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Arnhem Bridge

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Name:
Arnhem Bridge
Continent:
EUROPE
Alt Name:
John Frost Bridge
Country:
Netherlands
Period:
World War Two
Sub-Region:
-
Date:
1900AD - 1999AD
City/Town:
Arnhem
Figure:
 -
Resorts:
Arnhem, Nijmegen, Apeldoorn,
Related:
Anne Frank’s House, Musee Airborne,
Dutch National Monument,

Arnhem Bridge history

Arnhem Bridge in the Netherlands was has become a timeless symbol of the bravery of airborne soldiers and was the site of a legendary battle during the Second World War. The resulting failure to capture the bridge has led it to be known as "a bridge too far".

By September 1944, the Allies had broken Hitler's Atlantic Wall with the invasion of Normandy and, after bitter fighting, the Germans had been forced back through France and Paris had been liberated. Wanting to capitalise on their momentum and determined to defeat Germany as swiftly as possible, Allied forces planned to invade northern Germany. In doing so, they planned an ambitious airborne assault to capture a number of key river crossings and open a gateway into Germany.

The plan, known as Operation Market Garden, involved dropping thousands of Allied troops behind enemy lines to secure a number of key river crossings. These troops would then secure the crossing over the Rhine, including Arnhem Bridge, paving the way for a ground assault. It would be the biggest airborne assault in history.

The divisions involved included the American 82nd Airborne Division under General James Gavin, the 101st American Airborne Division led by General Maxwell Taylor and the First British Airborne Division commanded by Major General Robert Urquhart. This ambitious plan would also require the British XXX Corps to relieve the airborne troops.

Operation Market Garden, which took place from 17 to 25 September 1944, soon went badly wrong for the Allies. Paratroopers were dropped too far from their lines and few made it to their correct targets, communication was a major issue and the force of the German response had been underestimated.

The Second Battalion, The Parachute Regiment, led by Lieutenant-Colonel John Frost, were responsible for securing Arnhem Bridge but only had a fraction of their planned numbers after the jump. They did succeed in capturing half of the bridge and fought determinedly to defend it for several days against overwhelming odds, but eventually the Germans managed to pin them down and regained control of the area.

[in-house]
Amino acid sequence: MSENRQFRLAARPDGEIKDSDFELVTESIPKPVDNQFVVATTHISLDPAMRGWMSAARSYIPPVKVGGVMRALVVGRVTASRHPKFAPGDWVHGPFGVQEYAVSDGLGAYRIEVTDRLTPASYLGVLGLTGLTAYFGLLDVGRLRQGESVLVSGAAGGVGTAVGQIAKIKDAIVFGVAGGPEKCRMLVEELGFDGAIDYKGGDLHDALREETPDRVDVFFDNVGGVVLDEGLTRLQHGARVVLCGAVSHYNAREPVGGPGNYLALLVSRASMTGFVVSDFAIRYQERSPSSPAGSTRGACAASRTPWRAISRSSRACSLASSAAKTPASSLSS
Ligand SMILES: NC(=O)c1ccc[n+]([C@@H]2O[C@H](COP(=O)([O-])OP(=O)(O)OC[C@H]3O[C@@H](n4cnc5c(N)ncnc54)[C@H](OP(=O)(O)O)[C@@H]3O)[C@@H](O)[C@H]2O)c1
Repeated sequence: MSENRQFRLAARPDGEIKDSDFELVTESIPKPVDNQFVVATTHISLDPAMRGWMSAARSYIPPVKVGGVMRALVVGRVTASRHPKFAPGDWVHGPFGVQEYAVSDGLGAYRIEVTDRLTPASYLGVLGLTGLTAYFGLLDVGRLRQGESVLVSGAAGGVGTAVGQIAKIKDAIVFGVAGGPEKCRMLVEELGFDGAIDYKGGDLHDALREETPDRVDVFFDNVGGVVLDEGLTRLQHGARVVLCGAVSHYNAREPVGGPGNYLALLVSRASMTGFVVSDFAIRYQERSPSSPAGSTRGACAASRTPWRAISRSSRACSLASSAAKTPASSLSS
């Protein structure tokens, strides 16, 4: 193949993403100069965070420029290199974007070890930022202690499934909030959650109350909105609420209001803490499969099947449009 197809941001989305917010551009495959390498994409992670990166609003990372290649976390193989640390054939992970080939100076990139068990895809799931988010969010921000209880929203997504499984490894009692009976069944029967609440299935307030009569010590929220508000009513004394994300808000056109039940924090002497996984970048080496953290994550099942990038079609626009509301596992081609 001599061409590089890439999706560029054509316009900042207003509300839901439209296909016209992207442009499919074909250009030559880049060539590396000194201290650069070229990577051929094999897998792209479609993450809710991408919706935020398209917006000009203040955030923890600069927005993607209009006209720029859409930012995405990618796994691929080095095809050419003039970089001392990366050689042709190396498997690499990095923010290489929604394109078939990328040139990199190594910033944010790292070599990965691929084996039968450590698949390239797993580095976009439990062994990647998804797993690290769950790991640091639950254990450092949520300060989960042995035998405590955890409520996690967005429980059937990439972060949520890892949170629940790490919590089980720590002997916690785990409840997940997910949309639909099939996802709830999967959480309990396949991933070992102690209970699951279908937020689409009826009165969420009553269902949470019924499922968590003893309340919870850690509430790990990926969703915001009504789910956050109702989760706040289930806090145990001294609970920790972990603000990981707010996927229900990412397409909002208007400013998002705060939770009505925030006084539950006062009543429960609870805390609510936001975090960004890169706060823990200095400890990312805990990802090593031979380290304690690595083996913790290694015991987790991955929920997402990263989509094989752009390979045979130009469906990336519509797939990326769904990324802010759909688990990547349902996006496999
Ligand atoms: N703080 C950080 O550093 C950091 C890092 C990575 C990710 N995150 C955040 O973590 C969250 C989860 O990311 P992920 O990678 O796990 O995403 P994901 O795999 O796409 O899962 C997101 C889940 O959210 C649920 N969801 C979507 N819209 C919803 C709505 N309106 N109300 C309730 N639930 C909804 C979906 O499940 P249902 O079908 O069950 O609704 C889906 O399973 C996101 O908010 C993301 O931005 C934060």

Yet, despite the fact that the battle of Arnhem Bridge and Operation Market Garden as a whole were a defeat for the Allies, the bravery and valour of Frost’s troops has become the stuff of legend and even inspired the 1977 film, “A Bridge Too Far”.

Today, Arnhem Bridge is an unassuming sight and there is little to see, although there are memorials and museums nearby. Yearly commemorations take place at Arnhem Bridge to remember the battle which took place there.

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Just as empires rise and fall so do entry fees and opening hours! While we work as hard as we can to ensure the information provided here about Arnhem Bridge is as accurate as possible, the changing nature of certain elements mean we can't absolutely guarantee that these details won't become a thing of the past. If you know of any information on this page that needs updating you can add a comment above or now.

contact details

Address: Nijmeegseweg, 6841 Arnhem, The Netherlands

Phone: Contact local tourist office

visitor information

Directions to Arnhem Bridge :
Arnhem Bridge is located in the city of Arnhem in the east Netherlands. Bus routes 20, 43S and 69 stop nearby. By car, Arnhem is around 115 km east of Rotterdam along Route A15 (exit onto Route A325) and just under 100 km southeast of Amsterdam along Route A1. It has train links to Utrecht and Amsterdam Schiphol.

Arnhem Bridge opening times and ticket prices:
Several tour companies offer tours to Arnhem.

Links:
http://www.bbchistorymagazine.com/feature/bridge-too-far
http://www.holland.com/uk/cities/other/arnhem/

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